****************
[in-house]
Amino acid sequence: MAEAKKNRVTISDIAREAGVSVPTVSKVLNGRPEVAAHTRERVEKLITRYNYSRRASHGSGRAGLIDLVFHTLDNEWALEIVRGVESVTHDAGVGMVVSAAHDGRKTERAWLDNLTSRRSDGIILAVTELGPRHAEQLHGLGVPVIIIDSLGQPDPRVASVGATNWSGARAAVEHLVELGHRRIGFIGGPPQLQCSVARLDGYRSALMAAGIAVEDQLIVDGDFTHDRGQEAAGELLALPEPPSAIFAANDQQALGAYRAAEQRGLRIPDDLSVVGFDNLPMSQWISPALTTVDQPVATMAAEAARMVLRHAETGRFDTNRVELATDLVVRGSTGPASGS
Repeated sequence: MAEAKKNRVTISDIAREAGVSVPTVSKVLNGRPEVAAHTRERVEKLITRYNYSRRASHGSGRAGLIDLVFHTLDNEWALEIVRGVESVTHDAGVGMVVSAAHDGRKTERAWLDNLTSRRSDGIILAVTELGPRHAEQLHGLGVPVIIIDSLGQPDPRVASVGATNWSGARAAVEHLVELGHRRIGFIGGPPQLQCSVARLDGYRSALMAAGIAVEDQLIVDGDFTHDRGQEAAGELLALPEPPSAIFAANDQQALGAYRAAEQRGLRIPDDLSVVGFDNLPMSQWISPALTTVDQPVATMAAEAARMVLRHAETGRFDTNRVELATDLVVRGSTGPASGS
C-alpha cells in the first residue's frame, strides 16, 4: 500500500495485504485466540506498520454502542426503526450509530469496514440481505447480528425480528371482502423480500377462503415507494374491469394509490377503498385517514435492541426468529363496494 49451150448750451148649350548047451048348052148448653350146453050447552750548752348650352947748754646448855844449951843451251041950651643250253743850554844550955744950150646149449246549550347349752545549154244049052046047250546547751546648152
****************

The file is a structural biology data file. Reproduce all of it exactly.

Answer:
[in-house]
Amino acid sequence: MAEAKKNRVTISDIAREAGVSVPTVSKVLNGRPEVAAHTRERVEKLITRYNYSRRASHGSGRAGLIDLVFHTLDNEWALEIVRGVESVTHDAGVGMVVSAAHDGRKTERAWLDNLTSRRSDGIILAVTELGPRHAEQLHGLGVPVIIIDSLGQPDPRVASVGATNWSGARAAVEHLVELGHRRIGFIGGPPQLQCSVARLDGYRSALMAAGIAVEDQLIVDGDFTHDRGQEAAGELLALPEPPSAIFAANDQQALGAYRAAEQRGLRIPDDLSVVGFDNLPMSQWISPALTTVDQPVATMAAEAARMVLRHAETGRFDTNRVELATDLVVRGSTGPASGS
Repeated sequence: MAEAKKNRVTISDIAREAGVSVPTVSKVLNGRPEVAAHTRERVEKLITRYNYSRRASHGSGRAGLIDLVFHTLDNEWALEIVRGVESVTHDAGVGMVVSAAHDGRKTERAWLDNLTSRRSDGIILAVTELGPRHAEQLHGLGVPVIIIDSLGQPDPRVASVGATNWSGARAAVEHLVELGHRRIGFIGGPPQLQCSVARLDGYRSALMAAGIAVEDQLIVDGDFTHDRGQEAAGELLALPEPPSAIFAANDQQALGAYRAAEQRGLRIPDDLSVVGFDNLPMSQWISPALTTVDQPVATMAAEAARMVLRHAETGRFDTNRVELATDLVVRGSTGPASGS
C-alpha cells in the first residue's frame, strides 16, 4: 500500500495485504485466540506498520454502542426503526450509530469496514440481505447480528425480528371482502423480500377462503415507494374491469394509490377503498385517514435492541426468529363496494 49451150448750451148649350548047451048348052148448653350146453050447552750548752348650352947748754646448855844449951843451251041950651643250253743850554844550955744950150646149449246549550347349752545549154244049052046047250546547751546648152